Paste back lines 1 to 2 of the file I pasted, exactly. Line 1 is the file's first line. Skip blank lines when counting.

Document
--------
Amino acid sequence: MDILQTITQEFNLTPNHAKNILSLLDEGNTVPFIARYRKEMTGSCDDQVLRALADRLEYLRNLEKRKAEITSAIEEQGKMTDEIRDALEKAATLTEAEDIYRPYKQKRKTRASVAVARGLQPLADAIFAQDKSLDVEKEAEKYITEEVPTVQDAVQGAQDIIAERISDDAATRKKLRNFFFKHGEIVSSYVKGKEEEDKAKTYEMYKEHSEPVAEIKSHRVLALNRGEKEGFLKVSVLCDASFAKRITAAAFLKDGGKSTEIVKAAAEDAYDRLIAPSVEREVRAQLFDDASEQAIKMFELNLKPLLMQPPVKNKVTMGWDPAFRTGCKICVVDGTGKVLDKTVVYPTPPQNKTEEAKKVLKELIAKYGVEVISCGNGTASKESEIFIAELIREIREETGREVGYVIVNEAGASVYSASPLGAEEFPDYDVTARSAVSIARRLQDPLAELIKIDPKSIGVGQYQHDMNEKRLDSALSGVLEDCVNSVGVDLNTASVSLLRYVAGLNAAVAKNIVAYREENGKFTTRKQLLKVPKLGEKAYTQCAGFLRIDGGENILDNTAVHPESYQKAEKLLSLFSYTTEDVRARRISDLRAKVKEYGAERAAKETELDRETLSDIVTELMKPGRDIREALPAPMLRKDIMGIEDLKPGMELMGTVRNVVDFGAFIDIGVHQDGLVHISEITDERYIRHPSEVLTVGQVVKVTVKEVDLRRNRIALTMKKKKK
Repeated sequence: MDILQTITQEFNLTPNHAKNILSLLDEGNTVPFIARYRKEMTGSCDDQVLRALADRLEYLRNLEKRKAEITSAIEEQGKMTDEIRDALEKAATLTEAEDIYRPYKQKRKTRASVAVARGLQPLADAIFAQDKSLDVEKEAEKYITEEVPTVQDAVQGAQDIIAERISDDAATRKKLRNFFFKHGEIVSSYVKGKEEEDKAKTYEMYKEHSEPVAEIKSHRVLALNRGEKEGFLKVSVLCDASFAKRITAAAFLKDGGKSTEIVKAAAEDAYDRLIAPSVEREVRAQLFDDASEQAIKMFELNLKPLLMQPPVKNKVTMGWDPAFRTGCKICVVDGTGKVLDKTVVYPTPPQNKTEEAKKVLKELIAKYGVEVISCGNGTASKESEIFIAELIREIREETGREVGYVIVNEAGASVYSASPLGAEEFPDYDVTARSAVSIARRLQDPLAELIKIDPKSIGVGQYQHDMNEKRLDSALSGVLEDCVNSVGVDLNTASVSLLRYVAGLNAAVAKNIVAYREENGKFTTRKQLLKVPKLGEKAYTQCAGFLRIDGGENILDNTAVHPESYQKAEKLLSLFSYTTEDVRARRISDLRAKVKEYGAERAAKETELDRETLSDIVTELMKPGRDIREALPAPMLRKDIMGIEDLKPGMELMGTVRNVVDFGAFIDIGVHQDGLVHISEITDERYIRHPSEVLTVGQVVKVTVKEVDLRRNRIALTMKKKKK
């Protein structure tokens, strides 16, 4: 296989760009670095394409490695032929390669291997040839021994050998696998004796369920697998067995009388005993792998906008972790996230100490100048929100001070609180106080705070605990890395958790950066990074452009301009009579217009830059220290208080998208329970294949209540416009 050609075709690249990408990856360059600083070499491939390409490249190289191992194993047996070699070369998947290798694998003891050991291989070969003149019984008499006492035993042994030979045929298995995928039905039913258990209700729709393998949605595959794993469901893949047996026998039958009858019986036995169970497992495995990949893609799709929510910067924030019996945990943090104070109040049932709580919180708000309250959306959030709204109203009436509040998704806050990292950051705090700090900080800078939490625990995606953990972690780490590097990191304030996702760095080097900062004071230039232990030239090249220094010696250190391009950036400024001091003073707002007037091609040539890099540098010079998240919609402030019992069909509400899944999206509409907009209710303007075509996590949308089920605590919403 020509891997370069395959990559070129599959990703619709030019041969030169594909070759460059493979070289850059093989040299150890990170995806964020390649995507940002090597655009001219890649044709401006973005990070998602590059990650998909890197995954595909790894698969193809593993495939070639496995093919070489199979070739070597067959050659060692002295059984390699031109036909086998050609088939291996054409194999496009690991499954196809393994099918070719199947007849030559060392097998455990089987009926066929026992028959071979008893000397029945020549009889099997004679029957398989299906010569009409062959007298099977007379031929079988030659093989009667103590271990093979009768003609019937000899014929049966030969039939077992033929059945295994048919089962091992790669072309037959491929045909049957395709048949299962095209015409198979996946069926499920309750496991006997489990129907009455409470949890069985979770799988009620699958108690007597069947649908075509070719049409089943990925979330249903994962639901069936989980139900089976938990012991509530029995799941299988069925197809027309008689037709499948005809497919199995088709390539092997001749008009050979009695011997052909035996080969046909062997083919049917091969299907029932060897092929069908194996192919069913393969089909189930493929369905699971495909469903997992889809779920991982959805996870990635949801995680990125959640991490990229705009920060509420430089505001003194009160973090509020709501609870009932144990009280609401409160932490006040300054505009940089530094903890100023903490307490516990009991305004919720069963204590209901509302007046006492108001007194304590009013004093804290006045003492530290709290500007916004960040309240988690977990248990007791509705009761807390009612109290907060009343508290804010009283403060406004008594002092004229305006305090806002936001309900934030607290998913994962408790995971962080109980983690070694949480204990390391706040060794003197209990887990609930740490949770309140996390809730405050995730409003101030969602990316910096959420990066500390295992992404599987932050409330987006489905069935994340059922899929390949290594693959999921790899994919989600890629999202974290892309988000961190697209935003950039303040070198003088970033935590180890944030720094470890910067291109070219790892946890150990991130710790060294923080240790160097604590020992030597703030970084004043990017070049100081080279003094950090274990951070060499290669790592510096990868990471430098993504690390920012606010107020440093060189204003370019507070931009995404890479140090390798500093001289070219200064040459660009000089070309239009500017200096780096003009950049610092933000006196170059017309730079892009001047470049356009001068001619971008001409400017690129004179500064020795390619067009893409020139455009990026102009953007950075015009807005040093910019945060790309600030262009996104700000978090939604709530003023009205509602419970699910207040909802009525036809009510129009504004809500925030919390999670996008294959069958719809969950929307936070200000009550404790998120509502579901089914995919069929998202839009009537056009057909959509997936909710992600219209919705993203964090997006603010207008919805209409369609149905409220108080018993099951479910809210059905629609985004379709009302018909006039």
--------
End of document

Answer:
Amino acid sequence: MDILQTITQEFNLTPNHAKNILSLLDEGNTVPFIARYRKEMTGSCDDQVLRALADRLEYLRNLEKRKAEITSAIEEQGKMTDEIRDALEKAATLTEAEDIYRPYKQKRKTRASVAVARGLQPLADAIFAQDKSLDVEKEAEKYITEEVPTVQDAVQGAQDIIAERISDDAATRKKLRNFFFKHGEIVSSYVKGKEEEDKAKTYEMYKEHSEPVAEIKSHRVLALNRGEKEGFLKVSVLCDASFAKRITAAAFLKDGGKSTEIVKAAAEDAYDRLIAPSVEREVRAQLFDDASEQAIKMFELNLKPLLMQPPVKNKVTMGWDPAFRTGCKICVVDGTGKVLDKTVVYPTPPQNKTEEAKKVLKELIAKYGVEVISCGNGTASKESEIFIAELIREIREETGREVGYVIVNEAGASVYSASPLGAEEFPDYDVTARSAVSIARRLQDPLAELIKIDPKSIGVGQYQHDMNEKRLDSALSGVLEDCVNSVGVDLNTASVSLLRYVAGLNAAVAKNIVAYREENGKFTTRKQLLKVPKLGEKAYTQCAGFLRIDGGENILDNTAVHPESYQKAEKLLSLFSYTTEDVRARRISDLRAKVKEYGAERAAKETELDRETLSDIVTELMKPGRDIREALPAPMLRKDIMGIEDLKPGMELMGTVRNVVDFGAFIDIGVHQDGLVHISEITDERYIRHPSEVLTVGQVVKVTVKEVDLRRNRIALTMKKKKK
Repeated sequence: MDILQTITQEFNLTPNHAKNILSLLDEGNTVPFIARYRKEMTGSCDDQVLRALADRLEYLRNLEKRKAEITSAIEEQGKMTDEIRDALEKAATLTEAEDIYRPYKQKRKTRASVAVARGLQPLADAIFAQDKSLDVEKEAEKYITEEVPTVQDAVQGAQDIIAERISDDAATRKKLRNFFFKHGEIVSSYVKGKEEEDKAKTYEMYKEHSEPVAEIKSHRVLALNRGEKEGFLKVSVLCDASFAKRITAAAFLKDGGKSTEIVKAAAEDAYDRLIAPSVEREVRAQLFDDASEQAIKMFELNLKPLLMQPPVKNKVTMGWDPAFRTGCKICVVDGTGKVLDKTVVYPTPPQNKTEEAKKVLKELIAKYGVEVISCGNGTASKESEIFIAELIREIREETGREVGYVIVNEAGASVYSASPLGAEEFPDYDVTARSAVSIARRLQDPLAELIKIDPKSIGVGQYQHDMNEKRLDSALSGVLEDCVNSVGVDLNTASVSLLRYVAGLNAAVAKNIVAYREENGKFTTRKQLLKVPKLGEKAYTQCAGFLRIDGGENILDNTAVHPESYQKAEKLLSLFSYTTEDVRARRISDLRAKVKEYGAERAAKETELDRETLSDIVTELMKPGRDIREALPAPMLRKDIMGIEDLKPGMELMGTVRNVVDFGAFIDIGVHQDGLVHISEITDERYIRHPSEVLTVGQVVKVTVKEVDLRRNRIALTMKKKKK